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KS Engineers, P.C. v. Tony Gomes Construction Co., Inc.

Superior Court of New Jersey, Appellate Division

July 2, 2013

KS ENGINEERS, P.C., Plaintiff-Respondent,


Submitted February 5, 2013

On appeal from Superior Court of New Jersey, Law Division, Essex County, Docket No. L-7481-10.

Terence J. Wronko, attorney for appellant.

Law Offices of Robert C. Hess, attorneys for respondent (Robert C. Hess, on the brief).

Before Judges Fisher and St. John.


Defendant, Tony Gomes Construction Company, Inc., appeals from the February 8, 2012, judgment entered after a bench trial by the Law Division awarding $23, 000 to plaintiff KS Engineers, P.C. For the reasons that follow, we affirm.

The record discloses the following facts and procedural history.

On February 16, 2006, plaintiff, entered into a contract with defendant to provide engineering services with respect to defendant's construction of eighty-eight dwelling units for the Newark City Housing Authority (NHA).

The contract provided for the completion of three milestones. Upon the completion of each milestone defendant agreed to pay plaintiff the sum of $23, 000. The three milestones were: (1) plaintiff's submission to defendant and the NHA of site drawings and specifications; (2) submission of the plans approved by defendant and the NHA to the City of Newark Planning Board and plaintiff's attendance at Planning Board meetings and provision of expert testimony; and (3) plaintiff's revision of the plans based upon the comments of the Planning Board, and completion of the final plans, documents, specifications and permits, and commencement of construction.

On July 27, 2006, the NHA rescinded approval of the project and instructed defendant to stop work. On July 31, 2006, defendant instructed plaintiff to immediately halt work on the project. On August 31, 2006, plaintiff submitted an invoice to defendant in the amount of $53, 500. Although plaintiff conceded that the plans were never submitted to the Planning Board, plaintiff had made many revisions to the plans and had prepared them for submission to the Planning Board.

The parties disputed how much of the contract plaintiff had actually completed. On the one hand, defendant's project manager alleged that plaintiff had never submitted the site plans or the specifications. Notwithstanding this statement, the project manager conceded that he used the site plans when he later tried to revive the project with the NHA. Plaintiff's representative stated that the site plans had been completed and were ready for submission to the Planning Board. Although at trial, plaintiff's witness could not produce the specifications, he believed that they were submitted to defendant and that the parties had met to discuss them.

After a bench trial, the judge concluded that plaintiff had completed the first milestone of the contract and was therefore entitled to a payment of $23, 000. The court made a finding, based on certain credibility determinations, that the plaintiff had proven by a preponderance of the evidence that the site plans and specifications had been prepared by the plaintiff and submitted to defendant. The judge noted "[t]here was a discussion conceded by Mr. Gomes about using plans that already existed[, ]" in connection with rebidding the project. The judge entered an order on February 8, 2012 in favor of plaintiff in the amount of $23, 000. It is from that judgment that defendant appeals.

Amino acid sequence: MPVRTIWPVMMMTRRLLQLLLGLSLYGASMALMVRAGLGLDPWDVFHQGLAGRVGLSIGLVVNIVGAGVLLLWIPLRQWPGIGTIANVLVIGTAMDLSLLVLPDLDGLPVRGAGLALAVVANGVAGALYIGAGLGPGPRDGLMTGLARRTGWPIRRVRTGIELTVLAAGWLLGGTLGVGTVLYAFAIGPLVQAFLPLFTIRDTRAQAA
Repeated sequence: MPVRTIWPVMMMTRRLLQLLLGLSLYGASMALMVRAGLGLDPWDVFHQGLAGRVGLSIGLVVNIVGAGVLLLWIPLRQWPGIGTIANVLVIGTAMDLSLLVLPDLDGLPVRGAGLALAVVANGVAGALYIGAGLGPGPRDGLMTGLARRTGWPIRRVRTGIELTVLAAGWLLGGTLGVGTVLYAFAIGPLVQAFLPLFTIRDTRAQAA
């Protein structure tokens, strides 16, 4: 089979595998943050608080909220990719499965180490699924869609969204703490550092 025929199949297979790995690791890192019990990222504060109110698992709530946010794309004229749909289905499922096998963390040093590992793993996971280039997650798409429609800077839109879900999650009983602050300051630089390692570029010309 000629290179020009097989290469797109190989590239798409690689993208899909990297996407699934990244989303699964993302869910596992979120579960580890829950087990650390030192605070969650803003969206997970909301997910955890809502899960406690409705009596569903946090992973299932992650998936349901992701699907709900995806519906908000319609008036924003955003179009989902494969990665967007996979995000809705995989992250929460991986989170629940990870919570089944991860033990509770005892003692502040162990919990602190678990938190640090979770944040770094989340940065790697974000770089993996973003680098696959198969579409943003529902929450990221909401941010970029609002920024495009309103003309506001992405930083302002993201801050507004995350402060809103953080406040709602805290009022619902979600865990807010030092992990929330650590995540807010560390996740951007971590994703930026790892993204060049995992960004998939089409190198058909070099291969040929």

On appeal, defendant claims that plaintiff provided no proof that it had submitted specifications. As such, defendant believes that the court erred by awarding plaintiff $23, 000 because the first prong of the contract required site plans as well as specifications, and according to defendant this was never completed.

"'The scope of appellate review of a trial court's fact-finding function is limited.'" Seidman v. Clifton Sav. Bank, S.L.A., 205 N.J. 150, 169 (2011) (quoting Cesare v. Cesare, 154 N.J. 394, 411-12 (1998)). "'[W]e do not disturb the factual findings and legal conclusions of the trial judge unless we are convinced that they are so manifestly unsupported by or inconsistent with the competent, relevant[, ] and reasonably credible evidence as to offend the interests of justice.'" Ibid. (quoting In re Trust Created By Agreement Dated Dec. 20, 1961, ex rel. Johnson, 194 N.J. 276, 284 (2008)). "Deference is especially appropriate when the evidence is largely testimonial and involves questions of credibility." Ibid. (quoting Cesare, supra, 154 N.J. at 411-12). "Because a trial court hears the case, sees and observes the witnesses, and hears them testify, it has a better perspective than a reviewing court in evaluating the veracity of witnesses." Ibid. (quoting Cesare, supra, 154 N.J. at 411-12). However, we owe no deference to a trial court's interpretation of the law, and review issues of law de novo. State v. Parker, 212 N.J. 269, 278 (2012); Mountain Hill, L.L.C. v. Twp. Comm. of Middletown, 403 N.J.Super. 146, 193 (App. Div. 2008), certif. denied, 199 N.J. 129 (2009). We also review mixed questions of law and fact de novo. In re Malone, 381 N.J.Super. 344, 349 (App. Div. 2005). Applying these well-established standards of review here, we discern no basis to set aside the final judgment.

Here, the court made a determination that Mr. Gomes' testimony was not credible when he stated that he had not received the plans and specifications. The judge found that the plaintiff had completed the first milestone of the contract and was entitled to be paid for its services. There is substantial credible evidence in the record to support the judge's factual findings, and we are in agreement with his application of the law to those factual findings. We discern no basis to disturb his decision.


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